Bay scallop season opens Wednesday in Pasco

bay scallop fwc
The FWC at its February meeting approved a change to its annual scalloping season, extending the season from 37 days last year to 40 this year.

Bay scallop season opens Wednesday in the Pasco Zone, which includes all state waters south of the Hernando-Pasco county line and north of the Anclote Key Lighthouse in north Pinellas County.

The zone also includes all waters of the Anclote River. The season will remain open through Aug. 18.

The daily bag limit in the zone is two gallons of whole bay scallops in the shell or one pint of bay scallop meat — each limit is per person, up to 10 gallons of whole bay scallops in the shell or a half-gallon (4 pints) of scallop meat per vessel.

Vessel limits do not allow recreational scallopers to exceed individual limits.

This year’s season has been altered from last year, according to the Florida Fish and Wildlife Conservation Commission (FWC). The FWC approved a change to this year’s season based on results of the 2023 postseason monitoring conducted by FWC’s Fish and Wildlife Research Institute and input from stakeholders at virtual public workshops, in-person meetings and other public comments.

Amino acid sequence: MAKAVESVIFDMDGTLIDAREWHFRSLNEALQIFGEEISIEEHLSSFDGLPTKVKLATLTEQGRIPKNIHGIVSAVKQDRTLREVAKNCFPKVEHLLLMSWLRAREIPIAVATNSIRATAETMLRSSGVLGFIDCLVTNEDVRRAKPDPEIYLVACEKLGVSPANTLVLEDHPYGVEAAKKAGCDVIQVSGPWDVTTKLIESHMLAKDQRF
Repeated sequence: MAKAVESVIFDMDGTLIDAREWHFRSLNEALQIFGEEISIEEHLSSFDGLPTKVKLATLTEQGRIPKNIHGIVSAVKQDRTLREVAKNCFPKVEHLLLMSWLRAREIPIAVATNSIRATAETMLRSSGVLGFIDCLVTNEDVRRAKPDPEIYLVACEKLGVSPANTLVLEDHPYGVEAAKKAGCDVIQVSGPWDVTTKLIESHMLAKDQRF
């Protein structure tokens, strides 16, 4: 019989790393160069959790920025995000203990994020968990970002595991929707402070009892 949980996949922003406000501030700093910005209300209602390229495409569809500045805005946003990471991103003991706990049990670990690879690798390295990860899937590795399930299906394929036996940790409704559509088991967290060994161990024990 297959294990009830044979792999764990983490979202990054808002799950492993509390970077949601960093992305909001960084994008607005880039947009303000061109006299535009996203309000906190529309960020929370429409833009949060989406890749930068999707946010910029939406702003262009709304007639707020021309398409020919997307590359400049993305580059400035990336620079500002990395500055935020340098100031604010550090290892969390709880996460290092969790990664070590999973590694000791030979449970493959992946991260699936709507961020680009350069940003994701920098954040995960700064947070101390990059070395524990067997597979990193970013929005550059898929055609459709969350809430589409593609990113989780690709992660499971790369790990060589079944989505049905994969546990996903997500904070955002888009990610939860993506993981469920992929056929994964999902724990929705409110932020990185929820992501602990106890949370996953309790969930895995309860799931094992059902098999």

The FWC at its February meeting approved a change to its annual scalloping season, extending the season from 37 days last year to 40 this year.

Though bay scallop season opens the activity in approved areas, those participating still need a Florida saltwater fishing license to harvest bay scallops, unless they are exempt from licensing or have a no-cost shoreline fishing license and are wading from shore to collect scallops. That applies to waders whose feet do not leave the bottom and who are not snorkeling or SCUBA diving.

Fishing licenses can be purchased at or by phone at 1-888-FISH-FLORIDA (888-347-4356). Individuals can also purchase fishing licenses through the Fish|Hunt FL app on Apple and Android devices.

Officials urge caution when scalloping, including staying within 300-feet of a correctly displayed divers-down flag when diving, or within 100-feet of the flag if diving in a river, inlet or navigation channel. Scallopers are also encouraged to always operate vessels at idle speed when traveling within 300-feet of a divers-down flag in open water, or within 100-feet of such flag in rivers, inlets or navigation channels.

Boaters and scallopers should be mindful of Florida law banning the damage of seagrass beds in some areas within state waters. Avoid traveling through seagrass beds in shallow water and stay within marked navigation channels when possible.

Officials also ask scallopers not to discard scallop shells into inshore waters, particularly where recreational activities are common, such as boat ramps or swimming areas. Discarded shells can create hazards for swimmers and damage seagrass habitat.

Janelle Irwin Taylor

Janelle Irwin Taylor has been a professional journalist covering local news and politics in Tampa Bay since 2003. Most recently, Janelle reported for the Tampa Bay Business Journal. She formerly served as senior reporter for WMNF News. Janelle has a lust for politics and policy. When she’s not bringing you the day’s news, you might find Janelle enjoying nature with her husband, children and two dogs. You can reach Janelle at [email protected].

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